Then the crowd leans back again for Groundhog Day, with this follow-up question: "If you could relive a day over and over until it's perfect, what day would that be?" We have a lively discussion after the movie. Waldemar prays over the gathering and we stand around and talk for another hour or two. 

For the first time, our helper works a late shift (3-10pm). YAY!!! we don't have to do dishes after our guesets leave. She is happy to take home a few bags of food for her family.

Bedtime for us, therefore, is relatively early: after midnight. Am I getting too old for this? Nah, tomorrow I can rest.

Thursday
Our walk in the hills is canceled: most people are still returning from Ramadan visits with friends and family. 

Academics and resting. That's enough. The day flies by, punctuated by left-overs for meals, and prayers. Always prayers.

The world roils in turmoil. Refugee crises around the world stagger the imagination and resources of generous and concerned caretakers. The coup in Turkey seems over. We pray only for peace and live with God's peace in our hearts. 

Thanks be to God - who loves us and provides for his people.

Read more:
*You who love the Lord, hate evil! Psalm 97:10 NKJV

*For this is what the high and exalted One says--he who lives forever, whose name is holy: "I live in a high and holy place, but also with the one who is contrite and lowly in spirit, to revive the spirit of the lowly and to revive the heart of the contrite. I will not accuse them forever, nor will I always be angry, for then they would faint away because of me--the very people I have created. I was enraged by their sinful greed; I punished them, and hid my face in anger, yet they kept on in their willful ways.

I have seen their ways, but I will heal them; I will guide them and restore comfort to Israel's mourners, creating praise on their lips. Peace, peace, to those far and near," says the Lord. "And I will heal them."

But the wicked are like the tossing sea, which cannot rest, whose waves cast up mire and mud. "There is no peace," says my God, "for the wicked." Isaiah 57: 15-21 NIV

*Fear not, O land; be glad and rejoice, for the Lord has done marvelous things! Do not be afraid, you beasts of the field; for the open pastures are springing up, and the tree bears its fruit; tThe fig tree and the vine yield their strength.

Be glad then, you children of Zion, and rejoice in the Lord your God; for He has given you the former rain faithfully, and He will cause the rain to come down for you--the former rain, and the latter rain in the first month. The threshing floors shall be full of wheat, and the vats shall overflow with new wine and oil.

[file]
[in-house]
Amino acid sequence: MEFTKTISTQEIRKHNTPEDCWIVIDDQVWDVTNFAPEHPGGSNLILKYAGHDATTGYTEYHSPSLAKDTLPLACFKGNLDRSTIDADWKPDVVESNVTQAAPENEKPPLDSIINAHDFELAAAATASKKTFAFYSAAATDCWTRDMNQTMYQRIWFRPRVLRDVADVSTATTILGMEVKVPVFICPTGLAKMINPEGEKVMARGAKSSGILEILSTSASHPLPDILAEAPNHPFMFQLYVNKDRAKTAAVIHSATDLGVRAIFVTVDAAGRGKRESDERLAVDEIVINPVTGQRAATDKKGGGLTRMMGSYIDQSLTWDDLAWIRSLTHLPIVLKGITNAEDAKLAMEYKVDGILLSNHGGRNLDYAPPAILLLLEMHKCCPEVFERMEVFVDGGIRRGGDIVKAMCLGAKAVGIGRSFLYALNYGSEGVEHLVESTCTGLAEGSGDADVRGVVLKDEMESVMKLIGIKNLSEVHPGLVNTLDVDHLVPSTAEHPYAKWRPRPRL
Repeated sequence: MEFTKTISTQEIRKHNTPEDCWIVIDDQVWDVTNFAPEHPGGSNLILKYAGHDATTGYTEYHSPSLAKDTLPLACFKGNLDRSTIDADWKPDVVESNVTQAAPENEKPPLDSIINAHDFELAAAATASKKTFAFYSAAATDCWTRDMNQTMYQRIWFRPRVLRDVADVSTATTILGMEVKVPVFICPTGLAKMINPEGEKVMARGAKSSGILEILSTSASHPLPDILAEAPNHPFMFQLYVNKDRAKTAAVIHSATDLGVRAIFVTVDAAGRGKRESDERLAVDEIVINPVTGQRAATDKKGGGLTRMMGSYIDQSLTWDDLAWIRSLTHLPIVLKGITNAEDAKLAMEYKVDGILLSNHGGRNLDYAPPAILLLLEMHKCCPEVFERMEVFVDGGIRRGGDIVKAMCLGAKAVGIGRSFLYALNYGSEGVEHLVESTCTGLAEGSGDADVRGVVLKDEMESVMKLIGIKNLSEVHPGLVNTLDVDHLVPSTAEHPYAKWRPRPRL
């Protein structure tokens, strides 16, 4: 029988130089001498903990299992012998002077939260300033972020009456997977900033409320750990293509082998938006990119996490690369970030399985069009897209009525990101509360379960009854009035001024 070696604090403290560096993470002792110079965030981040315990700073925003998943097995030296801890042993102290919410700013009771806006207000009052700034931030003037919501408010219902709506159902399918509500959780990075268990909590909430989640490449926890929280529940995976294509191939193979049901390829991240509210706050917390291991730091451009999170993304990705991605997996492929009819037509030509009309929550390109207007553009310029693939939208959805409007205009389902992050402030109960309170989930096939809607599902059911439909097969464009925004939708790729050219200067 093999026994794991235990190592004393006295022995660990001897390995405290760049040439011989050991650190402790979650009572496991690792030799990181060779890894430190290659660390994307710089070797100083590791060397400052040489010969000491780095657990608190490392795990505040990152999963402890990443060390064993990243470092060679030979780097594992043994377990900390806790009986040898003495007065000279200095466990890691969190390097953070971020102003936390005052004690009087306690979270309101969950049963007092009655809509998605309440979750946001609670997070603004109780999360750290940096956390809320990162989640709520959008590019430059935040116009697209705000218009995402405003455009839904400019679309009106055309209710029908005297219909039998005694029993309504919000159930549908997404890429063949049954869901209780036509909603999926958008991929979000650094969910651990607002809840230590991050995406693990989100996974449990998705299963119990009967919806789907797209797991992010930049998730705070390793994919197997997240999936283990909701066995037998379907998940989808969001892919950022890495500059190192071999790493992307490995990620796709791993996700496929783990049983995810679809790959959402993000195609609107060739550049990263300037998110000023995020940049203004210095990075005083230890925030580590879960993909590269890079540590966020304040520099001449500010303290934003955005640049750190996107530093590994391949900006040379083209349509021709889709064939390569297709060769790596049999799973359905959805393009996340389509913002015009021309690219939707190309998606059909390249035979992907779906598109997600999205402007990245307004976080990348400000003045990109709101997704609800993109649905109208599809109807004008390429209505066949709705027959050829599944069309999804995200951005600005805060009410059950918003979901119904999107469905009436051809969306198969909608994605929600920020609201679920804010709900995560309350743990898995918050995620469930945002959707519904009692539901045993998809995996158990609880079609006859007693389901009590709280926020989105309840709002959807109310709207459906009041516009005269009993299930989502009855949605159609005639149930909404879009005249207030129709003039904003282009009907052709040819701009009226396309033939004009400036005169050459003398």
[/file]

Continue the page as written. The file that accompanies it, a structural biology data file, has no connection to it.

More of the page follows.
"So I will restore to you the years that the swarming locust has eaten, the crawling locust, the consuming locust, and the chewing locust, my great army which I sent among you.

You shall eat in plenty and be satisfied, and praise the name of the Lord your God, who has dealt wondrously with you; and My people shall never be put to shame. Then you shall know that I am in the midst of Israel: I am the Lord your God and there is no other. My people shall never be put to shame. Joel 2:21-27 NKJV

*The disciples were amazed when they saw this and asked, "How did the fig tree wither so quickly?"

Then Jesus told them, "I tell you the truth, if you have faith and don't doubt, you can do things like this and much more. You can even say to this mountain, "May you be lifted up and thrown into the sea," and it will happen. You can pray for anything, and if you have faith, you will receive it." Matthew 21:20-22 NLT

*For it is God’s will that by doing right you should silence the ignorance of the foolish. As servants of God, live as free people, yet do not use your freedom as a pretext for evil. 1 Peter 2:15–16 ESV

Moravian Prayer: Jesus, Master, whom we serve, we are wholly yours: bodies, minds, and souls. We desire to do your perfect will in our lives; we desire to serve you and others faithfully all the days of our lives. Amen.

Thursday, July 7, 2016

Ramadan 2016 ends

Friend-visit online: love this lady (and her cat is cute)
Tuesday, July 5
Guests drop by all week. It's polite to visit people and bring a small food gift: dates, cookies, or part of a meal. I do some visiting online as well.

We've planned a few errands but most shops are closed. Employees have left for their villages to spend the last two days of Ramadan, Idul fitri or Lebaran with their families.

W and I have forgotten to eat breakfast. By noon, we're hungry. I call ahead to make sure the cheap Chinese restaurant is serving food. Yes, they answer the phone and say they're open. We're on our way, after ACE Hardware to buy screws for W's repairs and a binder for teaching notes for my upcoming session.

When we pull into the parking lot, the restaurant is closed. Did I call a different location? Maybe, or ... something. The uncertainty of "what will we find when we get there" defies expectations, time after time. We shrug it off to eat at the restaurant next door.

Open house: always ready for guests
We can choose to "Boil" or "Grill", either a soup or self-sauté at the table. We choose the soup-for-two. Waldemar says, "Probably more filling." They have a delicious cooling avocado coffee drink to tamp the fiery chilis in the side sauces. It feels familiar: oh, wait! It's the Japanese version of Swiss raclette and fondue.

Hindus, Chinese Buddhists, and Westerners are eating at this time of day (2pm); Muslims will wait to eat until sundown on their final fasting day of the month.

Some restaurants stay open, with servers standing around on their regular shifts. But no foods are cooked or drinks served until dark. People make no apology about "mixing" church and state. Islam informs all parts of the life of its followers. We marvel at how shy Christ's followers feel about doing the same.
Monetary gifts are expected by kids:
resellers stand at the roadside near the banks.
They charge a small percentage
for "clean money," exchanged with used bills

Wednesday
We wake exhausted and sleep-deprived after a night of loud Loud LOUD prayers and popping fireworks. I take out my earplugs at 5am.

"Did you rest?" I ask W.

He shakes his head, "Wow, that was noisy. You?"